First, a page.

Montessori parents are parents who have kind of absorbed the concepts, and apply them. It took us a while to become 'montessori parents' - but it is sinking in. For example, we put bowls, plates, and cups (including sippy cups with valves) within reach of Gabe and Brendan, in a cabinet. If they want a drink, they ask us, but they get their own cups out, bring them to us, and help put things away. Brendan knows that if he wants cereal, he's expected to give me a bowl and pick which kind. He's been responsible for his own dishes since he was about 18 months old, and neither rebels at the responsibility nor resents it. He is rather proud of it, it seems. HIS bowl, HIS spoon. :) With Gabe, we were still getting everything for him, as if he couldn't do it perfectly well himself, if we just put things where he could do so! We were still putting on his coat at 3, while Brendan has been not only putting on his coat himself with the minimum help, but also getting it off the hook, putting it BACK on the hook, and putting away his mittens, hat, and boots... since he was 18 months old. We learned to assess what required help differently, and instead of just doing, provide situations in which he could learn to do for himself, and gain that sense of autonomy and satisfaction from being responsible for his own belongings.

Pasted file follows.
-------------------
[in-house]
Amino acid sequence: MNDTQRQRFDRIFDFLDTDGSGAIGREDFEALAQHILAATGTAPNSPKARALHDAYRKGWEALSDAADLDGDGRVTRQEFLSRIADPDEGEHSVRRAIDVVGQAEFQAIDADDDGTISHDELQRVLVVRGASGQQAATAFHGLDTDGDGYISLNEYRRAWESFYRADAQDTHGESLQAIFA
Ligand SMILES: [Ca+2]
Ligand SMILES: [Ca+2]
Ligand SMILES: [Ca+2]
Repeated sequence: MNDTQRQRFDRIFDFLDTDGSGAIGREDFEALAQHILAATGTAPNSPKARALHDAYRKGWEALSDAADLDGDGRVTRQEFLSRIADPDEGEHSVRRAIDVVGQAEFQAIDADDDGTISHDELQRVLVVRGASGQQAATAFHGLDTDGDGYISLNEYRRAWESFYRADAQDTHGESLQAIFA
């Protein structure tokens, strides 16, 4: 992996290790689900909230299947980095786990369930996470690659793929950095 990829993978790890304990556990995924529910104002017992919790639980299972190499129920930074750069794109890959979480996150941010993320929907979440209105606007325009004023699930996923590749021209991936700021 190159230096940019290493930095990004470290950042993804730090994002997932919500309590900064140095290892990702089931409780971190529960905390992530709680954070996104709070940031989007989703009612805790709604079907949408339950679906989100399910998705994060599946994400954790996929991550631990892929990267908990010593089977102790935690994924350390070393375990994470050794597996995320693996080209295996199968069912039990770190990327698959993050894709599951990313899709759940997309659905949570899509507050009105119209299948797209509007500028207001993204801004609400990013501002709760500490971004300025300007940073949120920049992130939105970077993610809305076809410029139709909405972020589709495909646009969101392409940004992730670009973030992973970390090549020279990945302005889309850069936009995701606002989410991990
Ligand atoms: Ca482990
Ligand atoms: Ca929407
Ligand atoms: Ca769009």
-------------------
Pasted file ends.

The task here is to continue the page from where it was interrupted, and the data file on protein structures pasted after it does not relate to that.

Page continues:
Granted, our house is still overcome with tides of toys and lego on a VERY regular basis... ;)
05-03-2004, 12:09 PM
Anyway, Montessori parents tend to be very intentional about education choices, tend to think of children as capable learners who need to be provided an effective environment in which to learn - as one of the school posters says (Quoting Maria Montessori, I believe, paraphrasing here): "The goal of education is to enable the child to get along without the teacher." Montessori parents deeply understand that competence is inherint in each child, it only needs opportunity to be developed. Even the most rambunctious child, the most easily distracted, the most challenging ... all of them are capable of much more than we are taught to expect of them (in our culture, anyway). Heck, DH and I always come away from our parent-teacher conferences saying 'you know, if Gabe was in a different school, the thing they were just lauding in him as a great gift would have been labeled a 'challenge' or a 'problem'...' His deep desire to form social relationships (tends to seek play interactions with other kids rather than focus on his own work), instead of being something that the teachers grin about and say "it is SO great to see him pursuing his peer relationships. We have to work with him to differentiate appropriate timing for doing so, and retain focus on his work, but we've just shifted work-pairings so that his work partner is less tolerant of distraction, and he's learning that to maintain that relationship, he has to stay focussed. But it is really cool to see the depth of friendship he's developed in this year!"... I imagine that would come out to 'doesn't pay attention to lessons, easily distracted' in most approaches.